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The Halting Quest for Bosnia Peace : Problems at talks and in Congress for Clinton

The quest for a political settlement of the war in Bosnia is beginning to border on the bizarre. For two weeks, the presidents of three sovereign European nations have been holed up at an Ohio air base as U.S. mediators move among them looking for hints of compromise. On Tuesday, Secretary of State Warren Christopher took up the task, meeting separately with the Bosnian, Croatian and Serbian presidents. But the movement that seemed apparent when the Europeans arrived in Middle America has all but evaporated. Christopher found himself playing to a tough audience. “We do not anticipate a resolution of all the major issues today,” his spokesman said. Nor any time soon, he could have added.

LITTLE GAIN: The diplomatically herculean efforts of Assistant Secretary Richard C. Holbrooke in grinding out a cease-fire offered promise when the three leaders arrived at Wright-Patterson Air Force Base outside Dayton at the end of October. But since then there has been little to inspire hope except for the continuing presence of Presidents Franco Tudjman of Croatia, Alija Izetbegovic of Bosnia and Slobodan Milo- sevic of Serbia.

Tudjman and Milosevic, leaders of the two major countries of the former Yugoslavian federation, are giving nothing to Izetbegovic. The Bosnian has little to bargain with but the goodwill of the Western powers. Nevertheless, half a world from the presidents’ homelands, the talks press on. And all the while the clock is ticking on the 60-day cease-fire that took hold Oct. 5.

For better or worse, Bosnia is the foreign policy issue on which President Clinton has chosen to put his stamp. The cease-fire was a remarkable achievement. Peace will be harder.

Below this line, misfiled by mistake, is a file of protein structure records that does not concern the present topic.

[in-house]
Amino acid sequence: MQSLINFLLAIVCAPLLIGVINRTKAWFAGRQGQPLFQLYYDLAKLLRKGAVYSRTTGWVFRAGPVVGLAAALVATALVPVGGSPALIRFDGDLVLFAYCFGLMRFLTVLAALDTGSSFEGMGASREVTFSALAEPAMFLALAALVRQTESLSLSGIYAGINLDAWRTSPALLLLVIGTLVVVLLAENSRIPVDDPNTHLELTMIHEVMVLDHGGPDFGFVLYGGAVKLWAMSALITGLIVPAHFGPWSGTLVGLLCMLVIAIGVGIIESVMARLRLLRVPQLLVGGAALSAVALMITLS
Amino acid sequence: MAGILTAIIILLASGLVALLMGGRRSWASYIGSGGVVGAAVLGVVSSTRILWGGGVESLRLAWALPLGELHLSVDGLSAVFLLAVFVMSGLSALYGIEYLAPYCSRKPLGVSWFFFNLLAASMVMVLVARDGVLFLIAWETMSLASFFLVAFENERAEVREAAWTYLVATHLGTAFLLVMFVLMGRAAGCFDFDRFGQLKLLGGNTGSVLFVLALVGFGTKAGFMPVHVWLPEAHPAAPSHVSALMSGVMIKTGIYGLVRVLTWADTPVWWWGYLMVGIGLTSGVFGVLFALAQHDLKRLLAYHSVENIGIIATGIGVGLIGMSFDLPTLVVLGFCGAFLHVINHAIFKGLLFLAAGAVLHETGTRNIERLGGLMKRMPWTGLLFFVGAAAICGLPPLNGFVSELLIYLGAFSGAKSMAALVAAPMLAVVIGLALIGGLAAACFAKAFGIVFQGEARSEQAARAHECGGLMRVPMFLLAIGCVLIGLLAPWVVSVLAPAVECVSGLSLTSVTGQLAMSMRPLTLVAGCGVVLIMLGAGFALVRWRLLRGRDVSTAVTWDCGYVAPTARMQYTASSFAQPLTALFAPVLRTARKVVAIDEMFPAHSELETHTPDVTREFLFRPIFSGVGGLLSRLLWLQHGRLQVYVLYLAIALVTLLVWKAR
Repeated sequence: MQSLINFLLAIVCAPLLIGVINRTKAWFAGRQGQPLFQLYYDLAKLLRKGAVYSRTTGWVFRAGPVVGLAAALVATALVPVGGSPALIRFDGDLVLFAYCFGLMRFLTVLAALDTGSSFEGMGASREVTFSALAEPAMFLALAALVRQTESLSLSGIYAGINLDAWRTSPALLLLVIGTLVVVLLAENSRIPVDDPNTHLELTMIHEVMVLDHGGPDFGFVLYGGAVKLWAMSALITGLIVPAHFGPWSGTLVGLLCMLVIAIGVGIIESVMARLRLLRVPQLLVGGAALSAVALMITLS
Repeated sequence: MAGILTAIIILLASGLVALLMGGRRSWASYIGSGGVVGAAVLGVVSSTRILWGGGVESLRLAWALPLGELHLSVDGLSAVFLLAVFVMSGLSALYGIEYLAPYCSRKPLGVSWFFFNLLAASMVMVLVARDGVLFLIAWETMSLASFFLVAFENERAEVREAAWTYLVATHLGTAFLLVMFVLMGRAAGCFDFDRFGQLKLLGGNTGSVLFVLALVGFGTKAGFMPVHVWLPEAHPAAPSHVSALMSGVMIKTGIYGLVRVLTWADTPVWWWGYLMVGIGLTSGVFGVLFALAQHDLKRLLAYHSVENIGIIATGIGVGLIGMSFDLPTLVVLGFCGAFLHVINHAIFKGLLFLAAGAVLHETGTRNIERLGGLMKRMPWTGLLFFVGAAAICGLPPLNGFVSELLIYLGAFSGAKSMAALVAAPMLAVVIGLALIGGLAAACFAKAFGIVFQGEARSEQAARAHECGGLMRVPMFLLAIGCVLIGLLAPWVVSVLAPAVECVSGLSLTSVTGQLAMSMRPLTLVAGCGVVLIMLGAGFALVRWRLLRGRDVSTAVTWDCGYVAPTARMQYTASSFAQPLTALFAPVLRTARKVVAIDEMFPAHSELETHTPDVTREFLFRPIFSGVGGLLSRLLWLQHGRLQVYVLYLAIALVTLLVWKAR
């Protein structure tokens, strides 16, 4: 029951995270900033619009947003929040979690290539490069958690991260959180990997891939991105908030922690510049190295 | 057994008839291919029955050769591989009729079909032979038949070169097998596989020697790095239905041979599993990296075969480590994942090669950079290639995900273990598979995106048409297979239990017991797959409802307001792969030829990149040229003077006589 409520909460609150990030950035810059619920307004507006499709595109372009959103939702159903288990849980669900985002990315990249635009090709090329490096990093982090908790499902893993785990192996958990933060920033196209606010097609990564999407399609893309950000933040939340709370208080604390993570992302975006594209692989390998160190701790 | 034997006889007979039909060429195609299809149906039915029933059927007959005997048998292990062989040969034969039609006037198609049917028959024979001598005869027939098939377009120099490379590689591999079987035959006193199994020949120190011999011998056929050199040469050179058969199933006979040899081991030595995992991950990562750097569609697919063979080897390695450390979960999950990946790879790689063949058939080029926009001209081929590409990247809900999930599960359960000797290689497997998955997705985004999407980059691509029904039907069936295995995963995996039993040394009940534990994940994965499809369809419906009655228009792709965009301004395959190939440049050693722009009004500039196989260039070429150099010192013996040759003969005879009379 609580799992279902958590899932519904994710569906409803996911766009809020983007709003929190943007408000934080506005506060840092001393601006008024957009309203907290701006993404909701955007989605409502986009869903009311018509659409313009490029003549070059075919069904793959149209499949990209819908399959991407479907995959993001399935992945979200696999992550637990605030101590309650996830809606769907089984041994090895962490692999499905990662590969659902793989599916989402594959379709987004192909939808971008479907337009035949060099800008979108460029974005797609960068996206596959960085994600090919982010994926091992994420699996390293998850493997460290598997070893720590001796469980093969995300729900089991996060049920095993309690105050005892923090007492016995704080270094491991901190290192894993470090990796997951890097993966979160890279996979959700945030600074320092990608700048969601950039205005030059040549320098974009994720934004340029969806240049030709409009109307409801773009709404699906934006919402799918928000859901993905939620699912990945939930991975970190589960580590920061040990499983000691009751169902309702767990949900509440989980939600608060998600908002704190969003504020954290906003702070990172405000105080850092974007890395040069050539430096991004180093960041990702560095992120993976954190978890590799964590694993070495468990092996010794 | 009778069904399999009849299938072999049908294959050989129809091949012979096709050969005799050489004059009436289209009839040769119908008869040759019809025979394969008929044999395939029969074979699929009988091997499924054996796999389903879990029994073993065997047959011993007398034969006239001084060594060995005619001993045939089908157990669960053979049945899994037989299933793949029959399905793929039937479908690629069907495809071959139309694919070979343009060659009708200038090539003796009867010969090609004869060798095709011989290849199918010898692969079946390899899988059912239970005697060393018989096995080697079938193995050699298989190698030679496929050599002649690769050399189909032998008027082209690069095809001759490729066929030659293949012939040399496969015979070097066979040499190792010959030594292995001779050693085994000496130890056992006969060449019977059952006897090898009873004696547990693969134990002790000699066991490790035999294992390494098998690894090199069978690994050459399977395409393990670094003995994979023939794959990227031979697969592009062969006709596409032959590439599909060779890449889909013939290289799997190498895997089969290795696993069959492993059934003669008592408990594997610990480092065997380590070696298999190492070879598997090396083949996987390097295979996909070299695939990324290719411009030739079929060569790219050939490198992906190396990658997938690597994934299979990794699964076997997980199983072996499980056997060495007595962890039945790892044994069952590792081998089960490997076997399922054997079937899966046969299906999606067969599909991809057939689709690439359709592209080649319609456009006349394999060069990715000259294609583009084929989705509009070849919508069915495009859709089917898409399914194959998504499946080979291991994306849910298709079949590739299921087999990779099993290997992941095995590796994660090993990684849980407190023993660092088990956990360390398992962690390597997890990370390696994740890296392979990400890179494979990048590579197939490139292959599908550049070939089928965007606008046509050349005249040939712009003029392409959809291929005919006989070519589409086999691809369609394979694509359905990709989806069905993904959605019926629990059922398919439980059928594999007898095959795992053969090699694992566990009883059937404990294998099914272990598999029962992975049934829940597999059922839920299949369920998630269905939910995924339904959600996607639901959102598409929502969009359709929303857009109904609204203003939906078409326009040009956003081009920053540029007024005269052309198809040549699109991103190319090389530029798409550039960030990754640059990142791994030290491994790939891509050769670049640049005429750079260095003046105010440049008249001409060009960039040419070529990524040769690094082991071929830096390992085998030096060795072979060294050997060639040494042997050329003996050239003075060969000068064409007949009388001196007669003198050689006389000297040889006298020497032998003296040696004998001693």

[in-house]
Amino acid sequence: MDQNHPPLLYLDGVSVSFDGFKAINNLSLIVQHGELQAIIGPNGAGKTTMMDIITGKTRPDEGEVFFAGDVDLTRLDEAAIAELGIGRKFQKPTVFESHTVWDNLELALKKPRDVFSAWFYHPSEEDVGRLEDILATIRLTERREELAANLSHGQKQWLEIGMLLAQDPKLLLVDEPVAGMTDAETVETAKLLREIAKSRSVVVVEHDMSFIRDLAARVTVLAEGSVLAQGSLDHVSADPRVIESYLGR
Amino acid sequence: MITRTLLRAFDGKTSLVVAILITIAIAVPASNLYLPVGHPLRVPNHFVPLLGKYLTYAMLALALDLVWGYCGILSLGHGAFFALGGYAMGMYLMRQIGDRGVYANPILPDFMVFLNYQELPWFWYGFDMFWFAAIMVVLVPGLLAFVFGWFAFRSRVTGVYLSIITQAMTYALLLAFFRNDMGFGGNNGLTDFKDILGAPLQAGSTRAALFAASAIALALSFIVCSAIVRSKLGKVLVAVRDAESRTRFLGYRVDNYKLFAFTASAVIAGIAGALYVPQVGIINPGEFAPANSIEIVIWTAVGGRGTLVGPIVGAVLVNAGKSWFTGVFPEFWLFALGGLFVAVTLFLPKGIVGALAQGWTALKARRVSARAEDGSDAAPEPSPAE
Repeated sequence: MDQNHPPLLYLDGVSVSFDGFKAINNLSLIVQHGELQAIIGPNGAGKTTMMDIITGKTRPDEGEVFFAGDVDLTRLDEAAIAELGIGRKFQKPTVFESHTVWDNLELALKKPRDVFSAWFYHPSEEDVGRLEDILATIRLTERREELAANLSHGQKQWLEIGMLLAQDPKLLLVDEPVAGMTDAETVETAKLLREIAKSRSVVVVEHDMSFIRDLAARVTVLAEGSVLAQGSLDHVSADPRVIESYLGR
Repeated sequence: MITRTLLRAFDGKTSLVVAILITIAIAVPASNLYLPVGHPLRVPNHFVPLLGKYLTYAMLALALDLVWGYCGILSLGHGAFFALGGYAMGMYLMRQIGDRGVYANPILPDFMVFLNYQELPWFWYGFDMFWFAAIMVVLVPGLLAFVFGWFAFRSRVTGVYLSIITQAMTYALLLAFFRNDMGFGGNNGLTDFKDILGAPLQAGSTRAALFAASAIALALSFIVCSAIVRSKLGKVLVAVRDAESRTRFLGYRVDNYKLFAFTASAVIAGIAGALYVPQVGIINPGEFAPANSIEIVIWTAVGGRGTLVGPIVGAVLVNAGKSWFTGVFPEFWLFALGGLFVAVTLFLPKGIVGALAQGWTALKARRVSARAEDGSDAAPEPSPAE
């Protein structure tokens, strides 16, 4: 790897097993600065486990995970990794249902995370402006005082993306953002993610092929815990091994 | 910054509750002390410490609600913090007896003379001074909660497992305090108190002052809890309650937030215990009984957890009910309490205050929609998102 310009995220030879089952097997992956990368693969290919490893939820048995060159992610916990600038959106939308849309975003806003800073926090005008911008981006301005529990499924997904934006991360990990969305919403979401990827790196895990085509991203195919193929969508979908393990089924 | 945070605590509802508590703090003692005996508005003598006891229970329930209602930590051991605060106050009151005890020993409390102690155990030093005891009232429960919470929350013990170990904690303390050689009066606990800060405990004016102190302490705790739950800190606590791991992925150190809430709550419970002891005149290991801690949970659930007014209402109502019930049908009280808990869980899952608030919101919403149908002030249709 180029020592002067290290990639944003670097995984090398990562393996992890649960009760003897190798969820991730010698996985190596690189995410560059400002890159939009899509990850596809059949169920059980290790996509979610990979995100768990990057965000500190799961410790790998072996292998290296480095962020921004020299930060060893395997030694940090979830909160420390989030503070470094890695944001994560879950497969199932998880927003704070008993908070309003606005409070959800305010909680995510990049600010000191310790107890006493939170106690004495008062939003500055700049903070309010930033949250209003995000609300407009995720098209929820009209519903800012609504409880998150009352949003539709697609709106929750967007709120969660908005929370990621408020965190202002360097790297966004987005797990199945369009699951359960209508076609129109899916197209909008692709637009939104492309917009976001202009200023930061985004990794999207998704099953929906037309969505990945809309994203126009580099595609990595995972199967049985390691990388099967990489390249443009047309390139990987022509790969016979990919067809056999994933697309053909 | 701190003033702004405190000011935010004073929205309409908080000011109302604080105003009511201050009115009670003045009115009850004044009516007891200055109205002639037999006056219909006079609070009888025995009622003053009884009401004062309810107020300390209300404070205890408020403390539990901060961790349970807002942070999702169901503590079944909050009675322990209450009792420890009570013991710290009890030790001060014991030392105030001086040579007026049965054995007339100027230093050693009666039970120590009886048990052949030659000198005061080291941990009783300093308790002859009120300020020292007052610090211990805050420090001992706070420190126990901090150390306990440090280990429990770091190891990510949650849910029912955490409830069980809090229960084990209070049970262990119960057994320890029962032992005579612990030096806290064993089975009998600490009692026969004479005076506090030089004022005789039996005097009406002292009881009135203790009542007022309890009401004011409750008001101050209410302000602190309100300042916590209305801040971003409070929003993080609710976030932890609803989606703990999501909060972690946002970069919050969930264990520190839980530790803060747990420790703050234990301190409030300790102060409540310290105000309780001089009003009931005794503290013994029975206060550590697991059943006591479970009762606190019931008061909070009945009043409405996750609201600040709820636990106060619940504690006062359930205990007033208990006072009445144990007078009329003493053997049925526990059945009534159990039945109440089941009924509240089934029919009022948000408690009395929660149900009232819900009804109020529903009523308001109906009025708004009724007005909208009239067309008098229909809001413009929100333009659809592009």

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DOMESTIC BATTLE: The White House remains committed. For one thing, the President wants a foreign policy victory as he nears an election year. Some of the prime obstacles before Clinton are popping up on the home front. In a letter delivered Tuesday to House Speaker Newt Gingrich, the President said the Administration intends to contribute up to $600 million toward an international rebuilding effort in Bosnia should a peace be achieved. Earlier he said the United States will contribute 20,000 or more soldiers to a peace force, at an estimated one-year cost of $1.5 billion, and Clinton asked for congressional support. On Monday, the White House received a letter from GOP leaders saying congressional support for sending Americans to Bosnia was virtually nil. Clinton’s letter to Gingrich made mention of “my constitutional prerogatives.”

So while the truce is holding in Bosnia, the battle has yet to begin in the U.S. Congress. Both sides are digging in. The White House will have to nail down each aspect of its Bosnia policy as it moves ahead. In an election year it will find any misplayed card costly.

We urge the utmost caution. A firm resolution must be found in Ohio, or at a follow-up conference in Paris, before American soldiers are sent to the Balkans.


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